This year two of the area’s biggest and oldest flower shows the Baltimore FlowerMart and the Cathedral Flower Mart are taking place on the same weekend – May 2-3. We recommend you spend Friday at one and Saturday at the other. Both events have a long history and benefit local institutions. The Baltimore FlowerMart has the distinction of being America’s first flower mart. Hosted on the grounds of Mt. Vernon Square near the Inner Harbor, the event includes many old traditions such as the signature lemon sticks and ugly tie contest. The Baltimore event aims to have something for everyone – even those with no interest in flowers – so plan on bringing the whole family. The Flower Mart at the National Cathedral is run by the All Hallow’s Guild and the proceeds directly benefit the grounds of this Washington, DC, treasure. The flower mart is on its 67th year and through careful stewardship it has gained a reputation for stellar quality vendors and programs. It is a wonderful resource for area gardeners and a great place to buy Mother’s Day, sweetheart, or birthday gifts. WASHINGTON GARDENER ENEWS © 2014 Washington Gardener Magazine. All rights reserved.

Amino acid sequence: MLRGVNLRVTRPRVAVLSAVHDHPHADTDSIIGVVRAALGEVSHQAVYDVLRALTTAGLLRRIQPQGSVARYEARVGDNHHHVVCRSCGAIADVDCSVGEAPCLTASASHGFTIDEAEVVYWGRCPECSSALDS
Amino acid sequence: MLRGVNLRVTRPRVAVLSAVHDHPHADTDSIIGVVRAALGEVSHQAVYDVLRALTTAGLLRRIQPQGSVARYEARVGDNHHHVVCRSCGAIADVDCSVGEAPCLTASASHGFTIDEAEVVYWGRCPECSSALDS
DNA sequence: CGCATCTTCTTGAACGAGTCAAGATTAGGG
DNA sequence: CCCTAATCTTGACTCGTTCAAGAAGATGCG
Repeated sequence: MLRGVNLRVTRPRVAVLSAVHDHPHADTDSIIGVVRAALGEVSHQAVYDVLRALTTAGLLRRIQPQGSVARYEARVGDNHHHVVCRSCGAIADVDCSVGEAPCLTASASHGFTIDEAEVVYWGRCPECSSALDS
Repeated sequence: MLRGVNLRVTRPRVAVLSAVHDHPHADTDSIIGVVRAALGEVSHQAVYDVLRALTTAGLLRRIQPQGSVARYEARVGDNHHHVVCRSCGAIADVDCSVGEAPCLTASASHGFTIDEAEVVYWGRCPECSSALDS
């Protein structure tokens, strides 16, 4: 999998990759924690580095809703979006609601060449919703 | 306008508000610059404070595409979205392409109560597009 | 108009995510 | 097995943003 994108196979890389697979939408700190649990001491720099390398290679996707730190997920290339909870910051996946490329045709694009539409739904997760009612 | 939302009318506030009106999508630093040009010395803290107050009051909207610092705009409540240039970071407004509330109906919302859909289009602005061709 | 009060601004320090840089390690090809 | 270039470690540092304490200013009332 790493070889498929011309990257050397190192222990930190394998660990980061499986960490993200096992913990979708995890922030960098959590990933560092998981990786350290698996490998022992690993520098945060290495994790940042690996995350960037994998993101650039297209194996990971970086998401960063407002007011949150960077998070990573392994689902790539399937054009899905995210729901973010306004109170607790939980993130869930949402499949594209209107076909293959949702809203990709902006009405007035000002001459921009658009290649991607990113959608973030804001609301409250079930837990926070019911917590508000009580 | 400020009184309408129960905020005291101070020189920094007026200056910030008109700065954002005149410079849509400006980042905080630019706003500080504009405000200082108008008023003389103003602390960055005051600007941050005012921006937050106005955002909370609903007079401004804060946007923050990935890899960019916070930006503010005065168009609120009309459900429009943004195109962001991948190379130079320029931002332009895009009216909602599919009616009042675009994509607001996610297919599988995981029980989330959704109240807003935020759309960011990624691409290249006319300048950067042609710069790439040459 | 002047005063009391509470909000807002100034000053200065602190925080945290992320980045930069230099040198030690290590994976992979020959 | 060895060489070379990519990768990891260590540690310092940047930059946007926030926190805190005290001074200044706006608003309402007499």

TOP AREA GARDENING EVENTS DC-Area Gardening Calendar ~ Upcoming Events ~ February 16 - March 15, 2014 • Saturday, February 22 PPA MidAtlantic Regional Symposium Held at the Conference Center at Sheppard Pratt, 6501 N. Charles St., Baltimore, MD. Join The Perennial Plant Association & The Horticultural Society of Maryland, Inc. to be “Perennially Inspired.” Details at www.perennialplant.org. • Saturday, February 22 Montgomery County Master Gardeners 14th Spring Gardening Conference The program, “Rooting for the Future: New Ideas + Small Changes = Gardening Success!”, will offer talks and workshops addressing topics of common interest and concern in our area to help you enjoy successful gardening. The conference will take place at the University of Maryland Extension, Montgomery County Office, 18410 Muncaster Road, Derwood, MD from 8:30am2:30pm. The charge for the conference is $55.00 per person, $100 for two people or $150 for three people. This includes the presentations, a bag lunch, handouts, door prizes, access to our speakers and on-line reference for the presentations. For additional information, email MCMGConference@gmail. com. • Sunday, February 23, 11am-4pm Maple Sugar Festival Watch the whole maple sugaring process from start to finish and enjoy maple-themed crafts, food, games, music, activities and displays included in this family friendly festival. Free sap and syrup samples. Brookside Nature Center, 1400 Glenallan Avenue, Wheaton, MD 20902. Admission: $5 www.ParkPASS.org (Course #252463). • Wednesday, February 26, 6:307:30pm The Pennsylvania Flora Project Lecture This program explores the 80-year history of one of the earliest state flora projects and its progress into the digital age and beyond. We’ll discuss the ongoing challenges of tracking plant species occurrences through time and space given the dynamic nature of our envi6